NHS fully-funded care for people with primary health needs – part 1
People with a “primary health need” could be eligible for NHS Continuing Healthcare financial support but it’s not a service that’s widely advertised. Independent adviser Roger D Burgess describes what he has learned from helping families to make their claims.
NHS Continuing Healthcare (CHC) is funded by the NHS for people who have a primary health need.
CHC covers 100% of their care fees including accommodation and food where appropriate for people who require full-time care primarily for health reasons, and it is available in any setting whether they are in a care home, in their own home, in a hospice or anywhere else.
This is one of the NHS’ best kept secrets – it is sometimes referred to as the “secret fund”. The NHS has a duty to promote Continuing Healthcare at key locations. You would perhaps expect to see this information freely available in your surgery waiting rooms, hospitals, health centre, care and nursing homes, but you could be mistaken, because strangely enough the information is unlikely to be there.
The one vexed question that the NHS wants to avoid is who pays when someone has a “primary health need”? It is of course the NHS but very few people are aware of the term CHC, let alone how to make an application. This article is designed to help that process.
Who can apply for NHS Continuing Healthcare (CHC) Funding?
Anyone can ask for a Continuing Healthcare assessment. CHC services are for people who, because of primary health needs, are eligible for NHS CHC funding.
Upon hospital discharge
In accordance with section 2 (2) of the Community Care Act (Delayed Discharges etc) the NHS must take reasonable steps to ensure that an assessment for NHS Continuing Healthcare is carried out in all cases where it appears that the patient may have need for such care. (See the National Framework for NHS Continuing Healthcare & NHS Funded Nursing Care page 24 para 62)
What is the function of the service?
NHS CHC ensures that people with complex health needs have their care and support funded by the NHS.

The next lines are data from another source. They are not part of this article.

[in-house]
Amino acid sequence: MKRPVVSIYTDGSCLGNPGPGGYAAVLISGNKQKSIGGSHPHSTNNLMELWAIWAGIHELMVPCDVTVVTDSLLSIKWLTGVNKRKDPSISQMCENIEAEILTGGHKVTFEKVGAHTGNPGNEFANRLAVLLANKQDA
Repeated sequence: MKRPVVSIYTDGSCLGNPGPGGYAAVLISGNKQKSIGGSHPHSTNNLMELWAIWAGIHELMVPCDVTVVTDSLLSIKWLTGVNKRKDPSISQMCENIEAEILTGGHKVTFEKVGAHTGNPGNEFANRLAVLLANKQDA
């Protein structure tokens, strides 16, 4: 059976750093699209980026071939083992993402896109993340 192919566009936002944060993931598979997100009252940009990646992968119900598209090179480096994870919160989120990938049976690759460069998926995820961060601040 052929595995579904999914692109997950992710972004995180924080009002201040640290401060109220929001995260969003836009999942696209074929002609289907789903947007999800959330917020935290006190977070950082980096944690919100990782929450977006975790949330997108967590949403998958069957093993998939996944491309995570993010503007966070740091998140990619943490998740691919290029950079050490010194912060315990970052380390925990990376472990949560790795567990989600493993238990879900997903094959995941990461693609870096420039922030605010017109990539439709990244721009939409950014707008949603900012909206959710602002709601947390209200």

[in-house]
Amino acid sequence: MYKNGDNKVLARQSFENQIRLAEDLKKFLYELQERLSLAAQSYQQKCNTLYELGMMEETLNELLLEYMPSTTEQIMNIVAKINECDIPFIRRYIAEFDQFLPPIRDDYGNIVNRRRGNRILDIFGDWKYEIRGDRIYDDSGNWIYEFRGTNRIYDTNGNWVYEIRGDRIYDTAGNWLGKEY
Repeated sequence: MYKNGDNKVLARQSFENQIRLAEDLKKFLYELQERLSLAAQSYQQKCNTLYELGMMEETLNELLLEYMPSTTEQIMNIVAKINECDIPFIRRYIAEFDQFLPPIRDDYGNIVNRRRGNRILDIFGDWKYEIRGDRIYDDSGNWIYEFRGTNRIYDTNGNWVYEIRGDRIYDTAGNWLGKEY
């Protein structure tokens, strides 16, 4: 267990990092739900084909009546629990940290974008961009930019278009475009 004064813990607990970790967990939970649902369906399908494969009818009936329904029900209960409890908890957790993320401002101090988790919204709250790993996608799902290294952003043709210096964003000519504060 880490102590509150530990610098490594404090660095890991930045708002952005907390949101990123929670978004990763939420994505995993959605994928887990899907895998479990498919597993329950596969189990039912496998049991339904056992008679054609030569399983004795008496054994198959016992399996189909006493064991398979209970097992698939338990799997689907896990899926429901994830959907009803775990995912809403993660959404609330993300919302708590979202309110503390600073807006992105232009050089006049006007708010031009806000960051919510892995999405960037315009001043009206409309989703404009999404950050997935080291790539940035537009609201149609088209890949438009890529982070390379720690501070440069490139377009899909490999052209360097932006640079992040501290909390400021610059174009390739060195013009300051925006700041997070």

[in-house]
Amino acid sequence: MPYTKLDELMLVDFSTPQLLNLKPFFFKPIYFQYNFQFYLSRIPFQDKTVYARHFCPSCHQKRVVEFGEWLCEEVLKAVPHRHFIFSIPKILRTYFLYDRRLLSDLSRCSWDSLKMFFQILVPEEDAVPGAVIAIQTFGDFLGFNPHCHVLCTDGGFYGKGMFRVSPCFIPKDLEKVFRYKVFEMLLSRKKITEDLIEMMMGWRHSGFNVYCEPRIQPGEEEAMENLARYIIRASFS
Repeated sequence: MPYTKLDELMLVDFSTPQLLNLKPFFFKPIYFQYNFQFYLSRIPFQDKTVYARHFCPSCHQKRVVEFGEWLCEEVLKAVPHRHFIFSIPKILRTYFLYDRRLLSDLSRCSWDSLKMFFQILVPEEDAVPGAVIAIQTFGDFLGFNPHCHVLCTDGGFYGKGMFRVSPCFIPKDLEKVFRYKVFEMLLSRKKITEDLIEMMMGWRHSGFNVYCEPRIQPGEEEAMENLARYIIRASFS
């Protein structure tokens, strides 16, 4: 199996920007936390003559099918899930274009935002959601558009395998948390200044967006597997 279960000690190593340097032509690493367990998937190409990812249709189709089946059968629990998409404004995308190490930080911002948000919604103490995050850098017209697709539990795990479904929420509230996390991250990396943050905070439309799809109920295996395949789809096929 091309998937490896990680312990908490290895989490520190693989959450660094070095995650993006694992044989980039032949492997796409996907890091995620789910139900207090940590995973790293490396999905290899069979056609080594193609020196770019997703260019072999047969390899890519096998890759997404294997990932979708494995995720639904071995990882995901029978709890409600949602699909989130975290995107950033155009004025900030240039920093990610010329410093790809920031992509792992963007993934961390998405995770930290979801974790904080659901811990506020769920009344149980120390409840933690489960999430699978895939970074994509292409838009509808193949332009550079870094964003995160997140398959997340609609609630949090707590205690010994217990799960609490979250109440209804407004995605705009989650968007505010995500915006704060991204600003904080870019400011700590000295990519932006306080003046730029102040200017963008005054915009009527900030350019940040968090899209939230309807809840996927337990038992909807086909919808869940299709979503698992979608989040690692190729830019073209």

A “primary health need” is determined by:
- Nature – how the characteristics and type of the individual’s needs and the type of interventions required to manage those needs
- Intensity – the extent and severity of the individual’s needs and the support needed to meet those needs including sustained/ongoing care
- Complexity – how the individual’s needs present and interact and the level of skill required to monitor the symptoms, treat the condition and/or manage the care
- Unpredictability – how hard it is to predict changes in an individual’s needs that might create challenges in managing them, including risk to the individual’s health if adequate and timely care is not provided.
Each of the above characteristics may in combination or alone demonstrate a “primary health need”.
How can we access the service?
To access the NHS CHC service individuals need to be screened. Anyone can ask their doctor, social worker or any NHS professional to start the process. They may try to discourage the application, but if you believe that someone does have a “primary health need” you should not be put off.
There is no means testing and it is free from all budgetary restraints. Financial issues should never be discussed or play any part in the application process to access the NHS CHC system, so applicants shouldn’t allow themselves to be drawn on this subject.
The next steps
There are now just three steps that need to be followed. We explain these, their outcomes and how to appeal the process in Part 2 of this article.
Guidance and checklists can be found in these downloads and having copies of these documents to hand will help understand the process:
- National Framework for NHS Continuing Healthcare & NHS Funded Nursing Care
- Decision Support Tool for NHS Continuing Healthcare November 2012 (Revised)
- Check List for NHS Continuing Healthcare November 2012 (Revised)
- NHS Continuing Healthcare Refreshed Redress Guidance (Gateway Ref: 03261)
- Equality Analysis (revised November 2012)
This article was published in September 2015.
Read Part 2 of this article for further advice on the application process.